Thou hast doubtless read in the words of Abel Faraj, the Arabian historian, the tradition which mentions that the muses were once upon the point of falling together by the ears about the admission of a tenth among their number, until she assured them, by signs, that she was dumb; whereupon they received her with great rejoicing. I should, perhaps, inform thee, that there are but nine Christian muses, who were formerly Pagans, but have since been converted, and that in this country we never hear of a tenth, unless some crazy poet wishes to pay an hyperbolical compliment to his mistress; on which occasion it goes hard but she figures as a tenth muse, or fourth grace, even though she should be more illiterate than a Hottentot, and more ungraceful than a dancing bear! Since my arrival in this country, I have met not less than a hundred of these supernumerary muses and graces-and may Allah preserve me from ever meeting any more.

[ocr errors]
[ocr errors]

WOUTER VAN TWILLER.

THE renowned Wouter (or Walter) Van Twiller was descended from a long line of Dutch burgomasters, who had successively dozed away their lives, and grown fat upon the bench of magistracy in Rotterdam; and who had comported themselves with such singular wisdom and propriety that they were never either heard or talked of which, next to being universally applauded, should be the object of ambition to all sage magistrates and rulers.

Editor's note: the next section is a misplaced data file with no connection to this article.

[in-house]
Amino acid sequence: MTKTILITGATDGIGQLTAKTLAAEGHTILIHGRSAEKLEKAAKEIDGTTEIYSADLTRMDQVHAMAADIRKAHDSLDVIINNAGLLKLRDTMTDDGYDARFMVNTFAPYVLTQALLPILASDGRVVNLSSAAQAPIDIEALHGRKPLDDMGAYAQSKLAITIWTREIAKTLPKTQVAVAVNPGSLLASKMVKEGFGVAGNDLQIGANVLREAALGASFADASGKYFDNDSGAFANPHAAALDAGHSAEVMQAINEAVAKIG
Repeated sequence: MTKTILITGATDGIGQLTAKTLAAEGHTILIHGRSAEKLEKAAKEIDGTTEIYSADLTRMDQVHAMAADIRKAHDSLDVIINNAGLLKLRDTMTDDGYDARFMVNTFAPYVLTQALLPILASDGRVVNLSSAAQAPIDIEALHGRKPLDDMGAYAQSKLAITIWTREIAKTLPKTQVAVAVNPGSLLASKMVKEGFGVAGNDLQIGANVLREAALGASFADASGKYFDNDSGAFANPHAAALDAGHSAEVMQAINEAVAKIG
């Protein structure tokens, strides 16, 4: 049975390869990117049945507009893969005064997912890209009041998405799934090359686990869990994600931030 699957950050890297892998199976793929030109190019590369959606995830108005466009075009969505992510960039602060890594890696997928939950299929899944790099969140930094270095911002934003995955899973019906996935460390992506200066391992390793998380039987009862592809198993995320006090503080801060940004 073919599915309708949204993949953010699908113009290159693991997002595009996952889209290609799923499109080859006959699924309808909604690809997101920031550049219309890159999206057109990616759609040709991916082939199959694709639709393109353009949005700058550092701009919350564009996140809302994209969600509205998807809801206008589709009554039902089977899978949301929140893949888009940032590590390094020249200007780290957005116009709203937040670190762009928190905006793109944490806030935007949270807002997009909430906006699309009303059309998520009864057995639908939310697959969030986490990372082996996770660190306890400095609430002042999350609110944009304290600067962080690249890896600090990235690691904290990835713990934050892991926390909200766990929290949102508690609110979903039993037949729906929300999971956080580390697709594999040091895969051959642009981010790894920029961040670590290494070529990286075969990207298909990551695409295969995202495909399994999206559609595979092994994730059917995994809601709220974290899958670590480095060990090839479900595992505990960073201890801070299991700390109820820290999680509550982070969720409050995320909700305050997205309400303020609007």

His surname of Twiller is said to be a corruption of the original Twijfler, which in English means doubter; a name admirably descriptive of his deliberative habits. For though he was a man shut up within himself like an oyster, and of such a profoundly reflective turn that he scarcely ever spoke except in monosyllables; yet did he never make up his mind on any doubtful point. This was clearly accounted for by his adherents, who affirmed that he always conceived every subject on so comprehensive a scale that he had not room in his head to turn it over and examine both sides of it; so that he always remained in doubt, merely in consequence of the astonishing magnitude of his ideas!

There are two opposite ways by which some men get into notice-one by talking a vast deal and thinking a little, and the other by holding their tongues and not thinking at all. By the first, many a vapouring superficial pretender acquires the reputation of a man of quick parts-by the other, many a vacant dunderpate, like the owl, the stupidest of birds, comes to be complimented by a discerning world, with all the attributes of wisdom. This, by the way, is a mere casual remark, which I would not for the universe have it thought I apply to Governor Van Twiller. On the contrary, he was a very wise Dutchman, for he never said a foolish thing; and of such invincible gravity that he was never known to laugh or even to smile, through the course of a long and prosperous life. Certain, however, it is,

« السابقةمتابعة »